In 1978 and 1979, Monet-Chartrand returned to her studies at Concordia University, where she also co-founded the Simone de Beauvoir Institute, a college dedicated to feminist studies. In 1979, she was a candidate for the Rhinoceros Party, a satirical political party, to represent the district of Longueuil in Parliament. She received 5 percent of the vote.


Monet-Chartrand’s activism, particularly her feminist organizing, extended internationally. She attended women’s conferences in Europe and represented the Human Rights League of Quebec at conferences in the Middle East. She organized the Peace Train’s arrival in Ottawa in 1962 to present the demands of feminist pacifists. She also held a conference to express these demands during Expo 67.


In the 1950s, Monet-Chartrand joined the labor movement, helping the wives of strikers and arguing that women should be able to participate in union contract negotiations. She was a member of the socio-political committee for the Quebec Teachers Union, and in the ’70s she worked for the teachers’ union in Champlain, Quebec.


Her activist career began with joining the Jeunesse Étudiante Chrétienne, a youth organization of the Catholic social movement, during her student years. She led the organization’s provincial-level board of directors and began to work with a number of influential activist figures, including fellow Catholic youth leader Michel Chartrand. Her upper-class family opposed her relationship with the working-class Chartrand—they temporarily sent her to Chicago in the United States in an effort to split the couple up, and three priests refused to marry them before they could find one who would agree to do so. Nevertheless, the two wed in 1942. They would go on to have seven children together and to support each other in their political activism.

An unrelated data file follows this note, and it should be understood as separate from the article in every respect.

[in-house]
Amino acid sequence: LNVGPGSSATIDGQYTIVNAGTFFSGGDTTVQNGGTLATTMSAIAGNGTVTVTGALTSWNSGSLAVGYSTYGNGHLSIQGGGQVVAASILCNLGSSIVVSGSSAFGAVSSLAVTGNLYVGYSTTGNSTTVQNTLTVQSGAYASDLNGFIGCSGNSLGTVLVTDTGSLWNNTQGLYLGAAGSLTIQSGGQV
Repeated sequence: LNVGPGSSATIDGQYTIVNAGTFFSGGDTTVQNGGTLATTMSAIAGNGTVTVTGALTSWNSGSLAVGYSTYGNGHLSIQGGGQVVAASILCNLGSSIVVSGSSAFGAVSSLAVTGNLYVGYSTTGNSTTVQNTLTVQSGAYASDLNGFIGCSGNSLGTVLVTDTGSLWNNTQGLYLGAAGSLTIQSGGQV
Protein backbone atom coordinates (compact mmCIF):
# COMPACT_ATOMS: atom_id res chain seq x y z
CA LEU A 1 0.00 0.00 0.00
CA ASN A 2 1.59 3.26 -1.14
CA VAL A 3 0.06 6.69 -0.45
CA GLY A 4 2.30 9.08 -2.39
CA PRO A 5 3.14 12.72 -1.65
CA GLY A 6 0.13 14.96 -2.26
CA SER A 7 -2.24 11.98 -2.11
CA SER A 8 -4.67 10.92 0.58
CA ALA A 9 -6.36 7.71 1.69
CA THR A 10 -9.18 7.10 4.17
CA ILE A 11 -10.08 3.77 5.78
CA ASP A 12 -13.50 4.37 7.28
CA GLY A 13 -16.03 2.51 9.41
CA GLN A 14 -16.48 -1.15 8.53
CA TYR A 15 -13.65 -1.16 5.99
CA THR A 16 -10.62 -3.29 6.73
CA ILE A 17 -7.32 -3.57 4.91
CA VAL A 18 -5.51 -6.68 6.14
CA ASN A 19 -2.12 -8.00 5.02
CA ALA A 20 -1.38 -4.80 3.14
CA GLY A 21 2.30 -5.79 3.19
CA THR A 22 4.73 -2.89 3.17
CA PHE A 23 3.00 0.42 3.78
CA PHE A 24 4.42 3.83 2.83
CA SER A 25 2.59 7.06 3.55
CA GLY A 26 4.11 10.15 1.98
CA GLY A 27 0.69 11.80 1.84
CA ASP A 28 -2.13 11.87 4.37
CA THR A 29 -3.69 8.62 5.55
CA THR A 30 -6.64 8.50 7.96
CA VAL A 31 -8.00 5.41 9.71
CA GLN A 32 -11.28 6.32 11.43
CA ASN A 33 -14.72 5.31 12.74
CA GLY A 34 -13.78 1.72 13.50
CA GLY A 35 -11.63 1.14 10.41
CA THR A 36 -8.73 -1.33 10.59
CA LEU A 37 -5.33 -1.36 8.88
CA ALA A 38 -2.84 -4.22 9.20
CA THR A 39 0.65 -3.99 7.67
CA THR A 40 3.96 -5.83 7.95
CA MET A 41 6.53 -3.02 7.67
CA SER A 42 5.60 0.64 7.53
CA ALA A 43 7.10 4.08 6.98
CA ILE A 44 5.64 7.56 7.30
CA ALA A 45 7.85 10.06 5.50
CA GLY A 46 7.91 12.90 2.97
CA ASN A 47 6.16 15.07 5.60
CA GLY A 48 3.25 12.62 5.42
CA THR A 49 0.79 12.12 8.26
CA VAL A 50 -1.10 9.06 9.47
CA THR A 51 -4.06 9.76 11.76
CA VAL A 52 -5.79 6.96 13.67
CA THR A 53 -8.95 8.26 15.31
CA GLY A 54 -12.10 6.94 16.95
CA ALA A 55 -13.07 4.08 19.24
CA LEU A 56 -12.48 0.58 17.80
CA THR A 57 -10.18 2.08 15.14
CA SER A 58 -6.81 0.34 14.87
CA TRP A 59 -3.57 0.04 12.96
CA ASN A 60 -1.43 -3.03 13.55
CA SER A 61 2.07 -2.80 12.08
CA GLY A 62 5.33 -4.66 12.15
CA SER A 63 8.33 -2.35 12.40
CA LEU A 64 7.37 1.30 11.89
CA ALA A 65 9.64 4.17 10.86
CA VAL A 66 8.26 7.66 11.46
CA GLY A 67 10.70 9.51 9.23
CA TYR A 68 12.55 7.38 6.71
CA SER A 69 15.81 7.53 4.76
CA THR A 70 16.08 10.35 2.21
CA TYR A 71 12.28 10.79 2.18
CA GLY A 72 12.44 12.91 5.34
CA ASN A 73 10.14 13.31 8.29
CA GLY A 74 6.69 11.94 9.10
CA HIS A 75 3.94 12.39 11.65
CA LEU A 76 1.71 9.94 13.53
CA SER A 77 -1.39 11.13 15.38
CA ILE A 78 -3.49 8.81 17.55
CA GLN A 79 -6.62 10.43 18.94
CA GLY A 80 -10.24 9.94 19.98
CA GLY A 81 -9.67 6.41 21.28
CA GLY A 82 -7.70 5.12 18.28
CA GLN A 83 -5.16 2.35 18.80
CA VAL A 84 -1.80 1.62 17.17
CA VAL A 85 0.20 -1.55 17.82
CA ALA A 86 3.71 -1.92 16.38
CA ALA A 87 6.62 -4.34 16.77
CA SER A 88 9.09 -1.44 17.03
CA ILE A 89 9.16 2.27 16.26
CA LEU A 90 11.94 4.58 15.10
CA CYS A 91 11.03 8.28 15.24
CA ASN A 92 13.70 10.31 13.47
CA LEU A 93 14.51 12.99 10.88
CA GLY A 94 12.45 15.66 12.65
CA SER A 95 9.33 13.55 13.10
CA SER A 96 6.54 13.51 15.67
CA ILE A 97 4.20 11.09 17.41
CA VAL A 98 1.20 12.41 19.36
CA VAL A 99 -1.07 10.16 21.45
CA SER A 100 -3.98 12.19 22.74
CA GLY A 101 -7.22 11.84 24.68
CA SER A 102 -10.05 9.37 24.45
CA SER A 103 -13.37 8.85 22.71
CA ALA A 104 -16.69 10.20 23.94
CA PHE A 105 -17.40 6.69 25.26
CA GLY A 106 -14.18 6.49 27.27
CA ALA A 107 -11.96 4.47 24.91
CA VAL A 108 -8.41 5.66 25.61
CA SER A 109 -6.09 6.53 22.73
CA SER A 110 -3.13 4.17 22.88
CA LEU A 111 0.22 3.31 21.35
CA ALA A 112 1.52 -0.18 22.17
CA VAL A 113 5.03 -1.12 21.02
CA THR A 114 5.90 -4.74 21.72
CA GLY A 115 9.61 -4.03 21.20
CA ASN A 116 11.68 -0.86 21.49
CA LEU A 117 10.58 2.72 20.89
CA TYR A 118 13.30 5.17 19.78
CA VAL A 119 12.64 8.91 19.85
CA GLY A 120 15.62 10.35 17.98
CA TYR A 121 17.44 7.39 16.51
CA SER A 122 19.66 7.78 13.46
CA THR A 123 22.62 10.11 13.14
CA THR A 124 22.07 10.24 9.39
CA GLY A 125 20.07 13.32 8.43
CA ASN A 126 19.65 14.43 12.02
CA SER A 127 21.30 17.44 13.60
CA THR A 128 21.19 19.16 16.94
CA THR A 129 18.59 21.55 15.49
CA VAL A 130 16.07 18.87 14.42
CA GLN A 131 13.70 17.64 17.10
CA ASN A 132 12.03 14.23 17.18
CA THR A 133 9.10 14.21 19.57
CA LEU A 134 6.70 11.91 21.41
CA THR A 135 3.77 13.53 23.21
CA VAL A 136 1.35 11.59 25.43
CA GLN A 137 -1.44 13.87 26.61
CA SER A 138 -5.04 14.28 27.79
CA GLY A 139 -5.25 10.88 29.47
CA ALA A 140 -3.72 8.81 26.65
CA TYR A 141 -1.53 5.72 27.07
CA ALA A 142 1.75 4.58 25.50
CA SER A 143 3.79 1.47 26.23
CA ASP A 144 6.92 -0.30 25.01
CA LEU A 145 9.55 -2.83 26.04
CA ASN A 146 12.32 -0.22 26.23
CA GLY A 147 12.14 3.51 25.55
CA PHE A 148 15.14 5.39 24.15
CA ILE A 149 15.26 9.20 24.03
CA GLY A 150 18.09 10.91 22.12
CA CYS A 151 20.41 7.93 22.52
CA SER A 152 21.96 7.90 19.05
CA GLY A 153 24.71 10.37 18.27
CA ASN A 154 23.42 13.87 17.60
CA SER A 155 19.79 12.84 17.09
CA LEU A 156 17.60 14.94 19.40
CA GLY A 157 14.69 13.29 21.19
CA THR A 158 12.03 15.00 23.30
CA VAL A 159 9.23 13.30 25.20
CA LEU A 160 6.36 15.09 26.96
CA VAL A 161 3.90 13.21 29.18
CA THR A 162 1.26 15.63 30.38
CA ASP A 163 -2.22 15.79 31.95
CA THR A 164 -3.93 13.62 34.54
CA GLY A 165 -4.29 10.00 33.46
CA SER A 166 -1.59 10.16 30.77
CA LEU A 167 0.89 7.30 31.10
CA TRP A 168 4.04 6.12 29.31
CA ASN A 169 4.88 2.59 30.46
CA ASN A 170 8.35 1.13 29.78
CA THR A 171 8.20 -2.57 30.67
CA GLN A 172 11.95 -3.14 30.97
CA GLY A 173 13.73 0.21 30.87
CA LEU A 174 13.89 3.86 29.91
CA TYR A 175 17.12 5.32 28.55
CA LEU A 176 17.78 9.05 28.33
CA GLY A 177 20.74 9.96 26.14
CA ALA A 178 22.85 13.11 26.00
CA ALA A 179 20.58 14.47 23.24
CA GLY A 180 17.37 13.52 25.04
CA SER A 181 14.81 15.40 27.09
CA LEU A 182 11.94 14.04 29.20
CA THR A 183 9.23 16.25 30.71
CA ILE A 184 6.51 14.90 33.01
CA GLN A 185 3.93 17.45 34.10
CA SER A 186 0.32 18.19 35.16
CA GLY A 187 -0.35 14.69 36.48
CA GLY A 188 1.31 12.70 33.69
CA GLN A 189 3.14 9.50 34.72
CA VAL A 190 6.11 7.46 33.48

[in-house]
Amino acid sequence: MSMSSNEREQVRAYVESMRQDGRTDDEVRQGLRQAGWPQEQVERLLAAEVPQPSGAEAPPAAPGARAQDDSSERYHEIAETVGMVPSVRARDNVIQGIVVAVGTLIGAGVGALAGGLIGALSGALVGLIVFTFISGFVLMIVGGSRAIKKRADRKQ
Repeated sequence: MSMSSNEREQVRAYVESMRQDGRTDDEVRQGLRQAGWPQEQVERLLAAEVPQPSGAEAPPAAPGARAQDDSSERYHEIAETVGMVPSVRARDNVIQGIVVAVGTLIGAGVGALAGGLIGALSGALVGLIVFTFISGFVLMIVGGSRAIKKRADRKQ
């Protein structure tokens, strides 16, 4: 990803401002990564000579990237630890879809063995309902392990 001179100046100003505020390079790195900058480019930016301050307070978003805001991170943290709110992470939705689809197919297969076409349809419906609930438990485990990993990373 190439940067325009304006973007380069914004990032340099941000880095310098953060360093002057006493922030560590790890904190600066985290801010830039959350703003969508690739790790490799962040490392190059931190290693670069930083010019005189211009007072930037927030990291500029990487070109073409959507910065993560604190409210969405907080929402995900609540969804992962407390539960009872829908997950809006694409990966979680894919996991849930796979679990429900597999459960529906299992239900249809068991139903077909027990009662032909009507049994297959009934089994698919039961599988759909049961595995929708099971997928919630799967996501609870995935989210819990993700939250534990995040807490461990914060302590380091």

After graduating high school, she attended the Université de Montréal from 1939 to 1942, where she studied literature.


Monet-Chartrand took up the cause of feminism beginning in the 1930s, fighting for women’s right to vote in Quebec, which was the last province to institute women’s suffrage. Her political involvement grew during the Conscription Crisis of 1944, and she joined the Bloc populaire, an anti-conscription political party.


Simonne Monet-Chartrand (November 4, 1919 – January 18, 1993) was a Canadian labor activist, feminist writer, and pacifist.

Simonne Monet-Chartrand was born in Montreal, Quebec, Canada, in 1919. Her parents were Aurore-Berthe Alain and Amédée Monet, who was a judge, as was her grandfather Dominique Monet. Her family was well-off, spending summers on the Richelieu River in Beloeil. She studied at a Catholic boarding school in Montreal, and began noting the inequalities between boys and girls at a young age. A dark stain on her otherwise idyllic childhood was the death of her brother Roger, of tuberculosis; Monet-Chartrand also caught the disease, but she survived thanks to a long stay in a sanatorium in the Laurentides.